Saturday, May 11, 2013

Kim McLarin

Kim McLarin is the author of the critically-acclaimed novels Taming It Down (1999), Meeting of the Waters (2001), and Jump at the Sun (2006), all published by William Morrow. McLarin is also co-author of the memoir Growing Up X with Ilyasah Shabazz. Jump at the Sun was chosen as a 2007 Fiction Honor Book by the Massachusetts Center for the Book. The novel was also nominated for a Hurston-Wright Legacy Award and selected by the Black Caucus of the American Library Association as a 2007 Fiction Honor Book.

McLarin's new book is Divorce Dog: Motherhood, Men and Midlife.

Last month I asked the author about what she reading.  Her reply:
Right now I'm reading The Heart is a Lonely Hunter by Carson McCullers. I plucked it out of my bookshelf one night last week, when I was hungry for a novel and realized I hadn't been to the library or the bookstore recently. (I do own an iPad and have downloaded a few ebooks from the library, but it's not the same for me.) I've been trying to read The New Jim Crow by Michelle Alexander and also to finish The Warmth of Other Suns by Isabel Wilkerson. Both of these are brilliant, necessary books but one of my problems with nonfiction is that once I know the central argument -- mass incarceration serves as a deliberate form of social control along the same line as first slavery and later Jim Crow, and The Great Migration, respectively -- it's hard for me to muscle through the work itself. That's probably a personal failing, but it's also why I love fiction. I read fiction not for the message but for the experience. The experience of so much, but especially of being human through another human being's eyes. It's the closest we ever really come.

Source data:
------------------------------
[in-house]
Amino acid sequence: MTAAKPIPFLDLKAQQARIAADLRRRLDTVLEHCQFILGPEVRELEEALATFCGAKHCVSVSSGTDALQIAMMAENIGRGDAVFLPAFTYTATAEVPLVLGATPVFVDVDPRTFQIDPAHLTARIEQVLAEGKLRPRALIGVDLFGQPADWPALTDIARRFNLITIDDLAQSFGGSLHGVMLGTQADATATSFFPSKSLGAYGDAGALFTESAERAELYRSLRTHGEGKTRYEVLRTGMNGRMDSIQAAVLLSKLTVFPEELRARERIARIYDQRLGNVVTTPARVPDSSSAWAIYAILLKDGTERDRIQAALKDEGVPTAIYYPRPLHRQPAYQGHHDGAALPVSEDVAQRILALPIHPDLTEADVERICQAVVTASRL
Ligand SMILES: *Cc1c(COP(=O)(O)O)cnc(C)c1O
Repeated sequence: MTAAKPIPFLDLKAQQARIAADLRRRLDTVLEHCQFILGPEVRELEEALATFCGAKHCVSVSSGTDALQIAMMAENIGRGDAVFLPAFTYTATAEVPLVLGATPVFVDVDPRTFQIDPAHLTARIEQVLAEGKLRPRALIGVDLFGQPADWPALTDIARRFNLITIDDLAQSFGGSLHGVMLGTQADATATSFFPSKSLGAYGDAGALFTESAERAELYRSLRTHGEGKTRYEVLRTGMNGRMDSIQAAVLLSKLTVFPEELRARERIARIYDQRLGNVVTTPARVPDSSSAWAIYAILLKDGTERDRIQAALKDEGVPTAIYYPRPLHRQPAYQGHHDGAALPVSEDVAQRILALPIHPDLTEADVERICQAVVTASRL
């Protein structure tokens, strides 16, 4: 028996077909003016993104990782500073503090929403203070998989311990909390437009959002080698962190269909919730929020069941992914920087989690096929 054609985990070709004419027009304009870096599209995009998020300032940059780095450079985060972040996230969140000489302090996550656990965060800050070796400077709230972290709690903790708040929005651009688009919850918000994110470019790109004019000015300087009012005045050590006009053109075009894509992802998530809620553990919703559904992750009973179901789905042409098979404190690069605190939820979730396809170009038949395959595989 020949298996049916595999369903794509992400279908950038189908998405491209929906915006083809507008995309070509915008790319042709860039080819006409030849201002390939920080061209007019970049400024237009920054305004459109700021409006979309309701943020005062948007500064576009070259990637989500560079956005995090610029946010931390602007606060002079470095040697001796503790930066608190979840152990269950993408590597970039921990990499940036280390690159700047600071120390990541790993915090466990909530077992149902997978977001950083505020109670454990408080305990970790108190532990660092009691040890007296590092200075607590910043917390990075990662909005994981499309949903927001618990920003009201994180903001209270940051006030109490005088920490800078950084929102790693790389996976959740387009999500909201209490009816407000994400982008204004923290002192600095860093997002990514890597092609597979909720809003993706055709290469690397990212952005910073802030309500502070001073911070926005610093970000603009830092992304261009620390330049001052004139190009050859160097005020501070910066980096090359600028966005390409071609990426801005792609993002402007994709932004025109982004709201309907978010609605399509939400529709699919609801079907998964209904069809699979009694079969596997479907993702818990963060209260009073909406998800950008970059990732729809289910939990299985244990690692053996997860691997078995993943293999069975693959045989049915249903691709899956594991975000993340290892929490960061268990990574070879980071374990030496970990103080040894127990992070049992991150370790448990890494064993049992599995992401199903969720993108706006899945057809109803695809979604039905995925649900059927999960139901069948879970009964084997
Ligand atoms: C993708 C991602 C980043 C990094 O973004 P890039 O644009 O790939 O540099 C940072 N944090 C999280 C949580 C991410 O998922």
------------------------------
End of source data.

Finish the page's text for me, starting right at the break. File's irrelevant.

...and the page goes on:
So I went shopping on my bookshelves, which I sometimes do. I plucked the McCullers because I couldn't remember if I had ever really actually read it. Now that I'm about halfway through I think I probably began at some point and drifted away. This is one of those famous books that you can't say anything bad about or people will jump down your throat but it's not really holding me. Her writing, especially for a first novel, is assured and graceful, the story is certainly ambitious and the tragic themes of loneliness and alienation in Depression-era America are clearly etched. But it's just not holding me. Which is fine. Not every novel is for everyone. Sitting right beside it on my bedside table is One Hundred Years of Solitude, which I have read and do remember and cannot wait to read again. So I think I will.
Visit Kim McLarin's website and Facebook page.

Read--Coffee with a Canine: Kim McLarin and Stella.

--Marshal Zeringue